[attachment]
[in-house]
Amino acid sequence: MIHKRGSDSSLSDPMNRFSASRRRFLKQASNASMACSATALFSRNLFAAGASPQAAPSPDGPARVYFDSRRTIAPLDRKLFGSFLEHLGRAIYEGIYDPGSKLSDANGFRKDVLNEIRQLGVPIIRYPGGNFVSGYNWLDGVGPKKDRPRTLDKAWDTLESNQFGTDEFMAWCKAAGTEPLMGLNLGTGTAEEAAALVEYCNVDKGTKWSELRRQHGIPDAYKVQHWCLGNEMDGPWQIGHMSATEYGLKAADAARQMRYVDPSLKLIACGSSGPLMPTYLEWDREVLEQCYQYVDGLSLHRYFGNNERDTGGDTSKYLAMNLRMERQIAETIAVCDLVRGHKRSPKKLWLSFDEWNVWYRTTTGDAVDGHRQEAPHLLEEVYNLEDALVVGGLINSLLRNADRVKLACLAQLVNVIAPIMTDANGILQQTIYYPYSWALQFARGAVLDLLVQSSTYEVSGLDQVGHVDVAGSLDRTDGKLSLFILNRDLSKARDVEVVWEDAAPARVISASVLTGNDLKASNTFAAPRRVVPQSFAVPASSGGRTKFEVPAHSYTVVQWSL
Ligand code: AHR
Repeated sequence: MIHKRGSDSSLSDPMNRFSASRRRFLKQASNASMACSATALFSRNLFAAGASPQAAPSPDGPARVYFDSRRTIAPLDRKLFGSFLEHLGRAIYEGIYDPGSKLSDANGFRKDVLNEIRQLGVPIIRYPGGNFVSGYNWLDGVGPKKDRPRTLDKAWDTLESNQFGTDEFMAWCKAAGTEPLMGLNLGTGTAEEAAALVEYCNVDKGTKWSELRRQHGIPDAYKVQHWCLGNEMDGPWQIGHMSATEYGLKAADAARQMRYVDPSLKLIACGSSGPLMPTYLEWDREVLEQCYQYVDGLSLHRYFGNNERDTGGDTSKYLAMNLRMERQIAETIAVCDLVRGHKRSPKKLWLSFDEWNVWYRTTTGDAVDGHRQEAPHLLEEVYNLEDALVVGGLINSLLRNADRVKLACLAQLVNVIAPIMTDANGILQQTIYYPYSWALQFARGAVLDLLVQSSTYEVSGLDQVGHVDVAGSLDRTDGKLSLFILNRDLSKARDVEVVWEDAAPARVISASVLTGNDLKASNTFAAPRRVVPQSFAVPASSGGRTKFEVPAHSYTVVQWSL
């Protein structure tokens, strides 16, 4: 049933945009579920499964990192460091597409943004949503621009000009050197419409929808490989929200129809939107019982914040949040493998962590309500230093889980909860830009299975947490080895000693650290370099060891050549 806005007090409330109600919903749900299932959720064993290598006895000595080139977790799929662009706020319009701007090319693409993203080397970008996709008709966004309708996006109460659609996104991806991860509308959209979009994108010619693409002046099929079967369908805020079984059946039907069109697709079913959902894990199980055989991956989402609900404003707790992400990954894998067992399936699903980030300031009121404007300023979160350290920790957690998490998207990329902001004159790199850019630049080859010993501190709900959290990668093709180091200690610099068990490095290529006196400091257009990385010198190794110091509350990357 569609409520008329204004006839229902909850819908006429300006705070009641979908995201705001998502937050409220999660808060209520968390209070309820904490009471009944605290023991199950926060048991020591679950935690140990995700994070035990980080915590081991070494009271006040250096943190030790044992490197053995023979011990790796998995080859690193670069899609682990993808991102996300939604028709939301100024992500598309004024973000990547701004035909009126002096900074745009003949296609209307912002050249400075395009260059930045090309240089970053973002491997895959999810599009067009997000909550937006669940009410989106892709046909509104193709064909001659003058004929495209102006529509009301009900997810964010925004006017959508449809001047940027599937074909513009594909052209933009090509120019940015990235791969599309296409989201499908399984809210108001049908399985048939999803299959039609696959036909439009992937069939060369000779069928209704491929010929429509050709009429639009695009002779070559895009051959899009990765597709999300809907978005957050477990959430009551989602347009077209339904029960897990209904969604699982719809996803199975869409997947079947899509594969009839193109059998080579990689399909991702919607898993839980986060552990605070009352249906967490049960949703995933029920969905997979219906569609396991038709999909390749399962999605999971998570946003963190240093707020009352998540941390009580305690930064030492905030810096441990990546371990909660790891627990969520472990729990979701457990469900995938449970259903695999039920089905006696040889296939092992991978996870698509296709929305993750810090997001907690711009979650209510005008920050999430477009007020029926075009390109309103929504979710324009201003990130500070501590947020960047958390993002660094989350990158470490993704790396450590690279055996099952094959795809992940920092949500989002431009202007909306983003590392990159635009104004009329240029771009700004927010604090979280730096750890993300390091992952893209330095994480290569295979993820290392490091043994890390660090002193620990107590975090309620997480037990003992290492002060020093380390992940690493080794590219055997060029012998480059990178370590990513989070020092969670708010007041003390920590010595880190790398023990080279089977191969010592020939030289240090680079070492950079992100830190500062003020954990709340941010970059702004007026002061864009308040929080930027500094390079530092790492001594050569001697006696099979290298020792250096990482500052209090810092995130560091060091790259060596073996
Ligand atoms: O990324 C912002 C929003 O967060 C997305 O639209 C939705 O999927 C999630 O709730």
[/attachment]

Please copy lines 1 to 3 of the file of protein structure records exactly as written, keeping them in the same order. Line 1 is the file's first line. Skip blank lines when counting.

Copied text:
[in-house]
Amino acid sequence: MIHKRGSDSSLSDPMNRFSASRRRFLKQASNASMACSATALFSRNLFAAGASPQAAPSPDGPARVYFDSRRTIAPLDRKLFGSFLEHLGRAIYEGIYDPGSKLSDANGFRKDVLNEIRQLGVPIIRYPGGNFVSGYNWLDGVGPKKDRPRTLDKAWDTLESNQFGTDEFMAWCKAAGTEPLMGLNLGTGTAEEAAALVEYCNVDKGTKWSELRRQHGIPDAYKVQHWCLGNEMDGPWQIGHMSATEYGLKAADAARQMRYVDPSLKLIACGSSGPLMPTYLEWDREVLEQCYQYVDGLSLHRYFGNNERDTGGDTSKYLAMNLRMERQIAETIAVCDLVRGHKRSPKKLWLSFDEWNVWYRTTTGDAVDGHRQEAPHLLEEVYNLEDALVVGGLINSLLRNADRVKLACLAQLVNVIAPIMTDANGILQQTIYYPYSWALQFARGAVLDLLVQSSTYEVSGLDQVGHVDVAGSLDRTDGKLSLFILNRDLSKARDVEVVWEDAAPARVISASVLTGNDLKASNTFAAPRRVVPQSFAVPASSGGRTKFEVPAHSYTVVQWSL
Ligand code: AHR